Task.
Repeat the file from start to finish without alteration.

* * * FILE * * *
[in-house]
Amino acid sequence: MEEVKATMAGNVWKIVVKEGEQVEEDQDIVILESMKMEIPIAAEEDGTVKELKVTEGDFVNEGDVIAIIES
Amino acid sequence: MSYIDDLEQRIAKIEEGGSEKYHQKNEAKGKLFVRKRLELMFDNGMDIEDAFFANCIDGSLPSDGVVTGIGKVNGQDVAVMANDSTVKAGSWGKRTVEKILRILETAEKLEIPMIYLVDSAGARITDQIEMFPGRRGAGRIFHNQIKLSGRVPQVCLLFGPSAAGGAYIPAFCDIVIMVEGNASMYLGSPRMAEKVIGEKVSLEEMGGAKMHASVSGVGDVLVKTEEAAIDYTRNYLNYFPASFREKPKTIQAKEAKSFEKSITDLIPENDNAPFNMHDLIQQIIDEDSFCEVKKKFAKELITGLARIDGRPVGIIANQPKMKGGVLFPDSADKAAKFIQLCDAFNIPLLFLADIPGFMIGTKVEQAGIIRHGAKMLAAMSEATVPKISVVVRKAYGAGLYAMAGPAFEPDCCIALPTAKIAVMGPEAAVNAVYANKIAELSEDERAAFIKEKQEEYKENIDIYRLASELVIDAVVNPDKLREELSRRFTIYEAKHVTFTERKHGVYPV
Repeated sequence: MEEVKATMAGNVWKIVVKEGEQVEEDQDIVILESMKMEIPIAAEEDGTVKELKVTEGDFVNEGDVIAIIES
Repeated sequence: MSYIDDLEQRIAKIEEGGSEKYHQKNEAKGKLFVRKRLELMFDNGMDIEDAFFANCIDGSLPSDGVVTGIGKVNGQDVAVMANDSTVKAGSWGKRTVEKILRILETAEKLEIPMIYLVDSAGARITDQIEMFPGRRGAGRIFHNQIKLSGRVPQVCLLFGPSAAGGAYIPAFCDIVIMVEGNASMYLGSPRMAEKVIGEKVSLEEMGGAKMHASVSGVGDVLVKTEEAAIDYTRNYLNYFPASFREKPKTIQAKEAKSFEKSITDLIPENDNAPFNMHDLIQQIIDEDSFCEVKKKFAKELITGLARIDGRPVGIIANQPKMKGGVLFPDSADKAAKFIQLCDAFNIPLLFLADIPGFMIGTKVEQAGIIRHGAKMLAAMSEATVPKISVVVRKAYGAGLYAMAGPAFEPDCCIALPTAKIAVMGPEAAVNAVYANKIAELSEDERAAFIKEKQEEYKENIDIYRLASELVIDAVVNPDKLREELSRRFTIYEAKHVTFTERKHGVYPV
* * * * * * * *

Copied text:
[in-house]
Amino acid sequence: MEEVKATMAGNVWKIVVKEGEQVEEDQDIVILESMKMEIPIAAEEDGTVKELKVTEGDFVNEGDVIAIIES
Amino acid sequence: MSYIDDLEQRIAKIEEGGSEKYHQKNEAKGKLFVRKRLELMFDNGMDIEDAFFANCIDGSLPSDGVVTGIGKVNGQDVAVMANDSTVKAGSWGKRTVEKILRILETAEKLEIPMIYLVDSAGARITDQIEMFPGRRGAGRIFHNQIKLSGRVPQVCLLFGPSAAGGAYIPAFCDIVIMVEGNASMYLGSPRMAEKVIGEKVSLEEMGGAKMHASVSGVGDVLVKTEEAAIDYTRNYLNYFPASFREKPKTIQAKEAKSFEKSITDLIPENDNAPFNMHDLIQQIIDEDSFCEVKKKFAKELITGLARIDGRPVGIIANQPKMKGGVLFPDSADKAAKFIQLCDAFNIPLLFLADIPGFMIGTKVEQAGIIRHGAKMLAAMSEATVPKISVVVRKAYGAGLYAMAGPAFEPDCCIALPTAKIAVMGPEAAVNAVYANKIAELSEDERAAFIKEKQEEYKENIDIYRLASELVIDAVVNPDKLREELSRRFTIYEAKHVTFTERKHGVYPV
Repeated sequence: MEEVKATMAGNVWKIVVKEGEQVEEDQDIVILESMKMEIPIAAEEDGTVKELKVTEGDFVNEGDVIAIIES
Repeated sequence: MSYIDDLEQRIAKIEEGGSEKYHQKNEAKGKLFVRKRLELMFDNGMDIEDAFFANCIDGSLPSDGVVTGIGKVNGQDVAVMANDSTVKAGSWGKRTVEKILRILETAEKLEIPMIYLVDSAGARITDQIEMFPGRRGAGRIFHNQIKLSGRVPQVCLLFGPSAAGGAYIPAFCDIVIMVEGNASMYLGSPRMAEKVIGEKVSLEEMGGAKMHASVSGVGDVLVKTEEAAIDYTRNYLNYFPASFREKPKTIQAKEAKSFEKSITDLIPENDNAPFNMHDLIQQIIDEDSFCEVKKKFAKELITGLARIDGRPVGIIANQPKMKGGVLFPDSADKAAKFIQLCDAFNIPLLFLADIPGFMIGTKVEQAGIIRHGAKMLAAMSEATVPKISVVVRKAYGAGLYAMAGPAFEPDCCIALPTAKIAVMGPEAAVNAVYANKIAELSEDERAAFIKEKQEEYKENIDIYRLASELVIDAVVNPDKLREELSRRFTIYEAKHVTFTERKHGVYPV